Jim Ball, consultant, presented a review of national and regional workshops on FLR where the adoption of a common definition of FLR had been recommended. He said steps have been taken to set up national action plans and he outlined the principles upon which FLR aims to adhere, including: improving livelihoods; restoring biodiversity; drawing on local knowledge; and balancing trade-offs between environmental, social and economic objectives. He stressed the importance of cooperation, partnerships and the involvement of all stakeholders for successful FLR and explained that the Global Partnership on FLR aims to act as a network for the exchange of information and experience.
William Jackson, IUCN, presented on the role of forests in supporting human well-being. Noting that forests are home to 300 million people, he stressed the link between forests and ecosystem services. He underlined the growing pressure on forests, highlighting increases in deforestation rates as well as forest fragmentation and degradation. He explained that adopting a landscape perspective enables the incorporation of a broader range of ecosystem services, and said FLR seeks to move away from a top-down approach to include local communities in forest management. He also recognized that trade-offs are necessary in implementing FLR and that outcomes must be negotiated. Among the future challenges in implementing FLR, he mentioned: the difficulty of measuring performance at a landscape scale; feeding FLR lessons into national and international policy forums; and adopting flexible institutional arrangements.
During ensuing discussions, participants addressed the link between FLR and biodiversity programmes and adaptation to climate change, and whether the international community should adopt a common definition of “landscapes” and “FLR.”
Participants then heard presentations of three case studies on understanding FLR issues. Wendelin Mlenge, Ministry of Natural Resources and Tourism, Tanzania, shared experiences on soil and water conservation in remote and highly degraded woodland areas in Tanzania. He pointed to failed attempts at afforestation that did not address local needs, perspectives or behaviors. He then described successful experiences with the traditionally-managed Ngitile system of enclosing patches to allow for natural forest regeneration. He highlighted the main components of successful implementation, including: increasing economic benefits to communities derived from the Ngitile system; understanding and respecting people’s capacities, perceptions and needs for landscape restoration; and improving people’s livelihoods through supportive leadership, policies and markets.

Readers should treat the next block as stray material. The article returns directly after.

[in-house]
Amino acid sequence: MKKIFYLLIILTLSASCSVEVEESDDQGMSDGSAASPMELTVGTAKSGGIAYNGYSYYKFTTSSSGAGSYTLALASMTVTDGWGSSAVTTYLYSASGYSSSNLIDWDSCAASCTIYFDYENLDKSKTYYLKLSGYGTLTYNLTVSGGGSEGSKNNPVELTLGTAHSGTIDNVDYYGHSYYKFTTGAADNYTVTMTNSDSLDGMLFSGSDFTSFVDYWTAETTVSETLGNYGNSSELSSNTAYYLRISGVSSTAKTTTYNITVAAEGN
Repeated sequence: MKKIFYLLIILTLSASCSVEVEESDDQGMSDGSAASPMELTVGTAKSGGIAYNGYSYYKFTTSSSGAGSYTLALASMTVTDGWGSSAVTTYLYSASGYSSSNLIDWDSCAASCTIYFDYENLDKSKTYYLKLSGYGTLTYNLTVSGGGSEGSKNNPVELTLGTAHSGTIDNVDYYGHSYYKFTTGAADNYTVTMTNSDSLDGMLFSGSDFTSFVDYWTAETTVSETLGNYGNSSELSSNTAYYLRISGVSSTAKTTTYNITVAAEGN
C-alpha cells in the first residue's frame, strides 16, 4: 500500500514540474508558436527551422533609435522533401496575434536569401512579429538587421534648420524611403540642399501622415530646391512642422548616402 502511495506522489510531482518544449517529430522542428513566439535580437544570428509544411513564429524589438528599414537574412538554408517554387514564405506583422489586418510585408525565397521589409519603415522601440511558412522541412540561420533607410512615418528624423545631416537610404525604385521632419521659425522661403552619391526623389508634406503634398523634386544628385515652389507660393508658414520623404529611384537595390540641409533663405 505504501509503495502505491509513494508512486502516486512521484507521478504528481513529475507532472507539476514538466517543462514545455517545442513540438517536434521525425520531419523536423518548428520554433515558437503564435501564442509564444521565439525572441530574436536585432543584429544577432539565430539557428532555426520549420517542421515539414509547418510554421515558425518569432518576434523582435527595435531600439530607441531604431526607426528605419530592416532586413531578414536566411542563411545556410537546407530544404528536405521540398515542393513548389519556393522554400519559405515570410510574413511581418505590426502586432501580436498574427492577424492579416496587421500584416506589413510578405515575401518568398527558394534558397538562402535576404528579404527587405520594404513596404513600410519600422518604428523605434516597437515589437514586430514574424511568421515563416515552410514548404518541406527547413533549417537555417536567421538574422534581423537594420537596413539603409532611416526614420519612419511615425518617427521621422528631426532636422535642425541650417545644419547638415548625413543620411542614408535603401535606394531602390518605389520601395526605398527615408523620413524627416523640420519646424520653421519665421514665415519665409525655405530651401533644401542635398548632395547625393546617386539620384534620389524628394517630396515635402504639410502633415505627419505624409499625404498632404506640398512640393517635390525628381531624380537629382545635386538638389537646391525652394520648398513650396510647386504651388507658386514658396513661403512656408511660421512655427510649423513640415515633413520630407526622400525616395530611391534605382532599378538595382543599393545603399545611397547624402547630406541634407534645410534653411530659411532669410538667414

On the role of planted forests and trees in landscape restoration in LFCC, Jim Carle, Food and Agriculture Organization (FAO), presented the results from six case studies and four regional workshops in the Near East and Africa. He identified the root causes of deforestation and degradation in LFCCs to be: arid physical conditions; population pressure on forests in highly populated areas with low forest cover; poverty and food insecurity; and conflicting government policies. He listed the effects of these root causes, including: low land-use capability; erosion of livelihood options; the breakdown of social and cultural customs; abandoned lands; and a weakened economy. On the major constraints to restoration, he pointed to the marginalization of the forestry sector in national processes, the lack of transfer of knowledge and capacity for participatory approaches, unclear land tenure and crop-owner rights, and the failure to take livelihoods into account. He listed lessons learned from the LFCC case studies including: the need to integrate landscape and sustainable livelihood approaches in national development plans; decentralization; and integration of technical, scientific and traditional knowledge on livelihoods and landscapes. He stated that future steps will include inter-sectoral, multi-disciplinary and multi-level actions that balance benefits to livelihoods and conservation concerns.